The amounts that are required to be paid into auto-enrolled pension schemes only ever seem to go in one direction. Up!
Total mandatory minimum contribution levels increased from 2% at outset in 2012/13 to 5% in 2018/19 and 8% in 2019/20 for schemes using a basis of ‘qualifying earnings’ (which include: salary, wages, commission, bonuses, overtime, statutory maternity, adoption and sick pay and ordinary or additional statutory paternity pay).
Furthermore, with pensions experts continually highlighting that even the current minimum levels are inadequate for most people to secure a comfortable retirement, who would bet against them climbing significantly higher still?
Nevertheless, with such upward momentum virtually now taken for granted, and with massive disruptions like the coronavirus and Brexit to deal with, it is all too easy to overlook a small reduction in contribution amounts hidden away in the smaller print.
Indeed, because the change did not come into effect until the start of the current tax year, most employers may be entirely unaware of it.
This time it is not the percentage mandatory minimum contribution level that is deserving of scrutiny but the qualifying earnings contribution thresholds.
With effect from April 6th 2020, the lower limit rose from £6,136 a year to £6,240 a year. At first glance this might seem nothing unusual as it has increased every year except 2016/17 (1*). But the difference this year is that the upper level of qualifying earnings remains unchanged at £50,000.
We can only assume that the decision not to increase this is linked to a desire on the part of the government to synchronise the earnings limits with the personal tax thresholds – as the £50,000 higher rate threshold has, unusually, has also remained unchanged for 2020/21.
The upper qualifying earnings level, which was £46,350 in 2018/19, had risen every year before that since 2013/14.*
But the fact that it remains at £50,000 in the current tax year means that the overall qualifying earnings band will actually shrink by £104.
Although such an amount may not seem terribly eye-catching, it can all add-up over 30 years or so and make a tangible difference to the size of a final pension pot.
So, this could perhaps act as a valuable trigger for employers using a qualifying earnings basis to consider whether either employer or employee contributions, or both, should be increased above the current mandatory minimums.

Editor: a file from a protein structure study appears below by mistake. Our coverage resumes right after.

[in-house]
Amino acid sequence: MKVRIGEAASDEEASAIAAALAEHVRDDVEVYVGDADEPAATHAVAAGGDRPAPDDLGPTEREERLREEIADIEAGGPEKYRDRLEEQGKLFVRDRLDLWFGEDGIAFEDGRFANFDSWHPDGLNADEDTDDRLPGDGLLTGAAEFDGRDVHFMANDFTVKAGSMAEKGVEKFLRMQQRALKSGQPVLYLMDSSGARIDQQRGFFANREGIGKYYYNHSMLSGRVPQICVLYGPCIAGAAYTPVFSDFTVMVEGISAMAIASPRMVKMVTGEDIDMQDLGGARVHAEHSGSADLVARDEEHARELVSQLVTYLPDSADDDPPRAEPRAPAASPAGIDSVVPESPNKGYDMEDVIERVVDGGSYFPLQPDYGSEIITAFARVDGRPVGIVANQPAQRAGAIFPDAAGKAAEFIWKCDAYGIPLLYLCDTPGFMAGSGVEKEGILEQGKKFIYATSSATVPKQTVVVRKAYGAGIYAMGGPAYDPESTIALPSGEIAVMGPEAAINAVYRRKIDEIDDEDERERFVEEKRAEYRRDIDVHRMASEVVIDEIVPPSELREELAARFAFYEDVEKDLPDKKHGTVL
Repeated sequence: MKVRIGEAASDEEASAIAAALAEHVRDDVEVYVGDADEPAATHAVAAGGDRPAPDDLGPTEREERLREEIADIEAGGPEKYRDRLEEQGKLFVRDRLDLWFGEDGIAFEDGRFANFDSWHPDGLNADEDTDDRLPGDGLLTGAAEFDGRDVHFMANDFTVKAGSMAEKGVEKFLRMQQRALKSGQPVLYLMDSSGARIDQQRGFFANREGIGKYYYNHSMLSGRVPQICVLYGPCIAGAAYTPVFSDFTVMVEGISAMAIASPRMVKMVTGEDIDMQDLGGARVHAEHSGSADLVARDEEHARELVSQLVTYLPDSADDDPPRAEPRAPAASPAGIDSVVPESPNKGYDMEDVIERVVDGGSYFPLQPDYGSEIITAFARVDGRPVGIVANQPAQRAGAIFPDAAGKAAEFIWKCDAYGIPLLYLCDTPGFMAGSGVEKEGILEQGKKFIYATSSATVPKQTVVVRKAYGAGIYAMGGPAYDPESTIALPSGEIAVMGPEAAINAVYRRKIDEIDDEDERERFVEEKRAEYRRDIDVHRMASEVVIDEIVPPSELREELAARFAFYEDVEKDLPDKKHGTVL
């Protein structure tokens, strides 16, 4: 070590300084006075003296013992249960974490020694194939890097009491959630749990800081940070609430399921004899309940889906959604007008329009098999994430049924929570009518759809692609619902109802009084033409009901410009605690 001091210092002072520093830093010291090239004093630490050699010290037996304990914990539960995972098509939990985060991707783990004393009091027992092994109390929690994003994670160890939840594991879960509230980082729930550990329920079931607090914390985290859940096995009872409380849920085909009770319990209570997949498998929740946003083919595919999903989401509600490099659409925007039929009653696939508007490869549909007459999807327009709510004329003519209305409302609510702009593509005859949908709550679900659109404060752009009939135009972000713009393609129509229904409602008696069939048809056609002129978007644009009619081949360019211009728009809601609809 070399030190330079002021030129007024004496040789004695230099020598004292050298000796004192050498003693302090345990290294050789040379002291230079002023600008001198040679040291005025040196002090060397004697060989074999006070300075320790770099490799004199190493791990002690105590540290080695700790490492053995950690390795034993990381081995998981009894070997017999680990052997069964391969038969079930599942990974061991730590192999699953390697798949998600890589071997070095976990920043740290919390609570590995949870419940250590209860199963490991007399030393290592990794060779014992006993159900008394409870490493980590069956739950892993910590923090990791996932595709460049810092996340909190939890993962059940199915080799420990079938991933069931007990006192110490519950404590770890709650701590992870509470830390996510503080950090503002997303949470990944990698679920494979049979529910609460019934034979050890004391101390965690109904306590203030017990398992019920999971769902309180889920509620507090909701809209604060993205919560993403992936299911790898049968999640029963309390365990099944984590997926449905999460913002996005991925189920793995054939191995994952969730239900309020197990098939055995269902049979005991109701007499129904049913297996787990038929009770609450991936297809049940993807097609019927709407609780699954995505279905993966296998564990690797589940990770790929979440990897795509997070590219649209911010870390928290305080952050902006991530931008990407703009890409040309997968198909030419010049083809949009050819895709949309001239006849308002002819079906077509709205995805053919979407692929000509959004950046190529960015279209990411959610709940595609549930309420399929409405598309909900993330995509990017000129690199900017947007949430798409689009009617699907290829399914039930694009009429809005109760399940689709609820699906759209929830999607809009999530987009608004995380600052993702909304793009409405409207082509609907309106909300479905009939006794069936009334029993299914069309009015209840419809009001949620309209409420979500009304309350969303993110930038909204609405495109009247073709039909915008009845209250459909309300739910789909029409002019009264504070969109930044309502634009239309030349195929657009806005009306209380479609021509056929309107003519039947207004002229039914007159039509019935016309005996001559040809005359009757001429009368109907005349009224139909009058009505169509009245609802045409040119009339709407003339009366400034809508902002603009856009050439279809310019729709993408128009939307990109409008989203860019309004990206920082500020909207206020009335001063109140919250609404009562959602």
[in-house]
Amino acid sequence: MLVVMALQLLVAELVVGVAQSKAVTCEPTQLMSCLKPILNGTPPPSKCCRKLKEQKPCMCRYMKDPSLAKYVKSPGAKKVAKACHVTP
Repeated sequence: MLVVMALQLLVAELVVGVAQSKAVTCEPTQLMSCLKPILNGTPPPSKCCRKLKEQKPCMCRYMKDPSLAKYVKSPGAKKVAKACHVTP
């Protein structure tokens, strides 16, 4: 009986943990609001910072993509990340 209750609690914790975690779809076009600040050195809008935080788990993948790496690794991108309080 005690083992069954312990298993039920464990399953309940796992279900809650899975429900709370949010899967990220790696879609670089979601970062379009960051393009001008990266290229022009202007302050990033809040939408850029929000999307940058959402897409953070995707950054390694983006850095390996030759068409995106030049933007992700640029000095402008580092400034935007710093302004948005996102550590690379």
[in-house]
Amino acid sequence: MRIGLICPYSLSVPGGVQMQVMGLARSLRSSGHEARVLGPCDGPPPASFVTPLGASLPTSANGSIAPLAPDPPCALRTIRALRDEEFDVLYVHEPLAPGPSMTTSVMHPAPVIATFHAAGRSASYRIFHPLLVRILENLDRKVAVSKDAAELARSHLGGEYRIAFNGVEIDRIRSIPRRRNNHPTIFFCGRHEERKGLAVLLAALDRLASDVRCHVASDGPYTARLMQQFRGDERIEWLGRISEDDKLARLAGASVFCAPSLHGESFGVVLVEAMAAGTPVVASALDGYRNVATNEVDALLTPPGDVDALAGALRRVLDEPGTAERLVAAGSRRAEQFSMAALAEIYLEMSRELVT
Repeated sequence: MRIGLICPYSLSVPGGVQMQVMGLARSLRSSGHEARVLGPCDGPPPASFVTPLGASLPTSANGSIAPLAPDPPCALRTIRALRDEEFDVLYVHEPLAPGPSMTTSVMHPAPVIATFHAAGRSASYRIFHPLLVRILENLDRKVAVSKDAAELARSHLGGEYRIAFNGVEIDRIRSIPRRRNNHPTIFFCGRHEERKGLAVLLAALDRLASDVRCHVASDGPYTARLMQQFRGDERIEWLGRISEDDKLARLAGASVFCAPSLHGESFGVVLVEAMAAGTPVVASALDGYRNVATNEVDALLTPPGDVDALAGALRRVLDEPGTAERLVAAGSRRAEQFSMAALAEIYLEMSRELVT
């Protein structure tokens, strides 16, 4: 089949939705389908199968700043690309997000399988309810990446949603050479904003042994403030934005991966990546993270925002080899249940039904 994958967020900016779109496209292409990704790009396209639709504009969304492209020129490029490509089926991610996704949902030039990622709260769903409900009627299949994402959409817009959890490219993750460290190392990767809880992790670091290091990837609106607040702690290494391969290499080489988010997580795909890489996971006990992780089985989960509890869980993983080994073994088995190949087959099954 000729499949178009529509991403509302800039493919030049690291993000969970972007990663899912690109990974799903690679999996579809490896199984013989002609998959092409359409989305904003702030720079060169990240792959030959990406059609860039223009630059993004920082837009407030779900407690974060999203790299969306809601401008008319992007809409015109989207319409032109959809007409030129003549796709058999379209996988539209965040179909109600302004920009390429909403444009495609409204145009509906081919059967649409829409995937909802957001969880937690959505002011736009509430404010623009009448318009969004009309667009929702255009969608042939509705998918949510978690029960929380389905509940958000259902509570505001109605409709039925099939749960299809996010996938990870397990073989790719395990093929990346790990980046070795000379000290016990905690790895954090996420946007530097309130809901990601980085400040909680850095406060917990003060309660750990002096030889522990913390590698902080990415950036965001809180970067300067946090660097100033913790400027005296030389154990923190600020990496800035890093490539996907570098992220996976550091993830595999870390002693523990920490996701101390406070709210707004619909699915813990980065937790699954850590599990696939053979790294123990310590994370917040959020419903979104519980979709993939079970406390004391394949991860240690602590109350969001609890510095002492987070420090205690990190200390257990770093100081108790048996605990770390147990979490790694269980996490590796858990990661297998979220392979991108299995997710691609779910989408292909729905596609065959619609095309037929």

It could also be a good opportunity for some employers to reconsider whether qualifying earnings continues to be the most appropriate contribution basis for their employees.
One alternative is to use a basis of basic pay only (known as Set 1), which requires a total minimum contribution of 9% – of which employer contributions must be at least 4%.
Another is to use a basis of basic pay, provided it constitutes at least 85% of workers’ total earnings. (Set 2). This requires – like qualifying earnings – a minimum total contribution of 8%, including an employer contribution of at least 3%.
The final option is a basis of total earnings (Set 3), which requires a minimum total contribution of 7% – of which the employer’s contribution must be at least 3%.
We are finding this total earnings route to be particularly useful for clients with employees with modest levels of basic pay but high levels of bonuses, commission or overtime. Firms in the motor or leisure industries or those that operate call centres are obvious examples.
Such company-specific decisions need to be taken in conjunction with expert advice, and Chase de Vere is well placed to help with these and other pensions issue. It should also be stressed that, despite the health crisis, our services are continuing as normal.
The pensions consultancy services we provide to corporate clients are designed to ensure that they continue to meet their employer duties and the guidelines set out by The Pensions Regulator.
They incorporate an annual pensions governance review, which includes revisiting the employer’s adopted contribution strategy, and information and advice on legislative or market changes relevant to their workplace pension arrangements, business plans and budgets.
Content correct at time of writing and is intended for general information only and should not be construed as advice.